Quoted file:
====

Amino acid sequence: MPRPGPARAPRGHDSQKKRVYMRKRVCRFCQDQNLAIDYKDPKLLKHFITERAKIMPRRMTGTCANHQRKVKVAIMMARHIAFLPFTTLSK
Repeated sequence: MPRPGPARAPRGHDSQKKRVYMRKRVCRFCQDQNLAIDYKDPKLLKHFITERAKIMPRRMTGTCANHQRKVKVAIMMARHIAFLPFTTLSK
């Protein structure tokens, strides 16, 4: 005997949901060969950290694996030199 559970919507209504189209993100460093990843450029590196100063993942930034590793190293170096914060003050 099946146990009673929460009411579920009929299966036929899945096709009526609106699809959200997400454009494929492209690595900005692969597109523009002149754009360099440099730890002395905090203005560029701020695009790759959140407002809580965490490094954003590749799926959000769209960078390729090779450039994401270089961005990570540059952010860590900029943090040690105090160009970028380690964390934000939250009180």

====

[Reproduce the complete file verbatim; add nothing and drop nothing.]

Amino acid sequence: MPRPGPARAPRGHDSQKKRVYMRKRVCRFCQDQNLAIDYKDPKLLKHFITERAKIMPRRMTGTCANHQRKVKVAIMMARHIAFLPFTTLSK
Repeated sequence: MPRPGPARAPRGHDSQKKRVYMRKRVCRFCQDQNLAIDYKDPKLLKHFITERAKIMPRRMTGTCANHQRKVKVAIMMARHIAFLPFTTLSK
């Protein structure tokens, strides 16, 4: 005997949901060969950290694996030199 559970919507209504189209993100460093990843450029590196100063993942930034590793190293170096914060003050 099946146990009673929460009411579920009929299966036929899945096709009526609106699809959200997400454009494929492209690595900005692969597109523009002149754009360099440099730890002395905090203005560029701020695009790759959140407002809580965490490094954003590749799926959000769209960078390729090779450039994401270089961005990570540059952010860590900029943090040690105090160009970028380690964390934000939250009180």